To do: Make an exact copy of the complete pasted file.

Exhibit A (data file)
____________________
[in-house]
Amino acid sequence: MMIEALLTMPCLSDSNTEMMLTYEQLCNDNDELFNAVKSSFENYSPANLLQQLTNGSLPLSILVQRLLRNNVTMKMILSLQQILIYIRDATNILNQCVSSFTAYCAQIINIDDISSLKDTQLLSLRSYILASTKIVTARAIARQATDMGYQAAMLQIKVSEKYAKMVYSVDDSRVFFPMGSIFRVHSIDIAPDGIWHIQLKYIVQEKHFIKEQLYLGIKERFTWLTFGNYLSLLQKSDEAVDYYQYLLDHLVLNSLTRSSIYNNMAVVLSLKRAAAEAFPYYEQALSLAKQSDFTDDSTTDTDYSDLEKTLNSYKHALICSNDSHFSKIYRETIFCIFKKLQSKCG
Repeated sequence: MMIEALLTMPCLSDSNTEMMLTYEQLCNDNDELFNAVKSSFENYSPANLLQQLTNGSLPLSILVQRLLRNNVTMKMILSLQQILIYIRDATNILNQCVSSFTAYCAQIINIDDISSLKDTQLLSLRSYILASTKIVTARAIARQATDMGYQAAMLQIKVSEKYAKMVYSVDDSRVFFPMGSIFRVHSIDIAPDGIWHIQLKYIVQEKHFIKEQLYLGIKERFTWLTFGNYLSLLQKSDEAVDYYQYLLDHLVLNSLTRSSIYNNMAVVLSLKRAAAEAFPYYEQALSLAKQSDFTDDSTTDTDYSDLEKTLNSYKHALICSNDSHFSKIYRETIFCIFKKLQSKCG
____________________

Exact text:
[in-house]
Amino acid sequence: MMIEALLTMPCLSDSNTEMMLTYEQLCNDNDELFNAVKSSFENYSPANLLQQLTNGSLPLSILVQRLLRNNVTMKMILSLQQILIYIRDATNILNQCVSSFTAYCAQIINIDDISSLKDTQLLSLRSYILASTKIVTARAIARQATDMGYQAAMLQIKVSEKYAKMVYSVDDSRVFFPMGSIFRVHSIDIAPDGIWHIQLKYIVQEKHFIKEQLYLGIKERFTWLTFGNYLSLLQKSDEAVDYYQYLLDHLVLNSLTRSSIYNNMAVVLSLKRAAAEAFPYYEQALSLAKQSDFTDDSTTDTDYSDLEKTLNSYKHALICSNDSHFSKIYRETIFCIFKKLQSKCG
Repeated sequence: MMIEALLTMPCLSDSNTEMMLTYEQLCNDNDELFNAVKSSFENYSPANLLQQLTNGSLPLSILVQRLLRNNVTMKMILSLQQILIYIRDATNILNQCVSSFTAYCAQIINIDDISSLKDTQLLSLRSYILASTKIVTARAIARQATDMGYQAAMLQIKVSEKYAKMVYSVDDSRVFFPMGSIFRVHSIDIAPDGIWHIQLKYIVQEKHFIKEQLYLGIKERFTWLTFGNYLSLLQKSDEAVDYYQYLLDHLVLNSLTRSSIYNNMAVVLSLKRAAAEAFPYYEQALSLAKQSDFTDDSTTDTDYSDLEKTLNSYKHALICSNDSHFSKIYRETIFCIFKKLQSKCG